I was very disappointed with this aid station, as although they had been out there for hours, I was only the 11th runner through, and they weren't even completely set up yet. Not to mention the volunteers seemed tired and confused, I just bypassed the table and quickly made my way out of there. Sabrina turned over her pacing duties to my final pacer Justen, and we headed back up the trail. 
I have seen this section of trail before as I have ran the Spring Superior 50k, so I knew what was coming, and I almost allowed myself to become excited. I knew that this was some of the most runnable trail the Superior 100 had to offer. I also knew, however, that this potentially would be some of the wettest trail the Superior 100 had to offer, and it didn't disappoint. I briefly made attempts to avoid the mud, but the legs just weren't cooperating, and I found myself slipping right in the deepest sections. So it was here, with 12 miles to go, I started my charge and took everything the trail could throw at me. 
Sawbill to Oberg proved to be a difficult section and didn't move fast, but I was still moving with porpoise. It was also here that I took advantage of a trait that I have that most people 94 miles in to a run do not have. I have an uncanny ability to do math, and do math accurately! And according to my math, I could still pull off a sub 27. A sub 27 also happened to be my B goal, and a fire was lit under my ass. We ran in the last mile to Oberg, and if one hadn't known better, seeing me come out of the woods one would have a hard time believing I was 95 miles in to a race.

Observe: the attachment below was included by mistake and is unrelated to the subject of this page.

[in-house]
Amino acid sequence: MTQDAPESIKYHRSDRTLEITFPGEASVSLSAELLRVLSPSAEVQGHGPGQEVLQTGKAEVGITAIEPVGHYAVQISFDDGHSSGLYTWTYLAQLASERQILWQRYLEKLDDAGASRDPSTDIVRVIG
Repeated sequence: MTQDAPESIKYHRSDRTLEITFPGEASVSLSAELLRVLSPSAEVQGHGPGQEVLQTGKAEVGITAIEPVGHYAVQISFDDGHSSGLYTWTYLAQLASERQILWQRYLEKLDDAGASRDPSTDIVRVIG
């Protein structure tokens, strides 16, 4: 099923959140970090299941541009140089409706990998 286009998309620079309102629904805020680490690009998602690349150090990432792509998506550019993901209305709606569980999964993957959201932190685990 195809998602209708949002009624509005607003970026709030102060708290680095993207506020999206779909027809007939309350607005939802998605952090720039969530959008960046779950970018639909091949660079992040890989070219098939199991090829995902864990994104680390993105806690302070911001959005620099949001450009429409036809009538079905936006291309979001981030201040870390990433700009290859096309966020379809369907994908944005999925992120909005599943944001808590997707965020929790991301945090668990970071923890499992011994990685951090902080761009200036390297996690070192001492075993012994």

And here began the beginning of the end. In the full glory of the morning, I walked up to the TCRC aid station, where Kurt Decker offered me the best, still warm, chocolate chip pancakes I have ever eaten! My sudden high was quickly brought back down however, as I looked to the left and saw one of my new friends Aaron Ehlers sitting by the fire. This shouldn't have been a disturbing sight, but Aaron was in this race, and after getting so close last year, I was really hoping this was the year. I had been following his training, and he had been training hard. His IT band had other ideas though.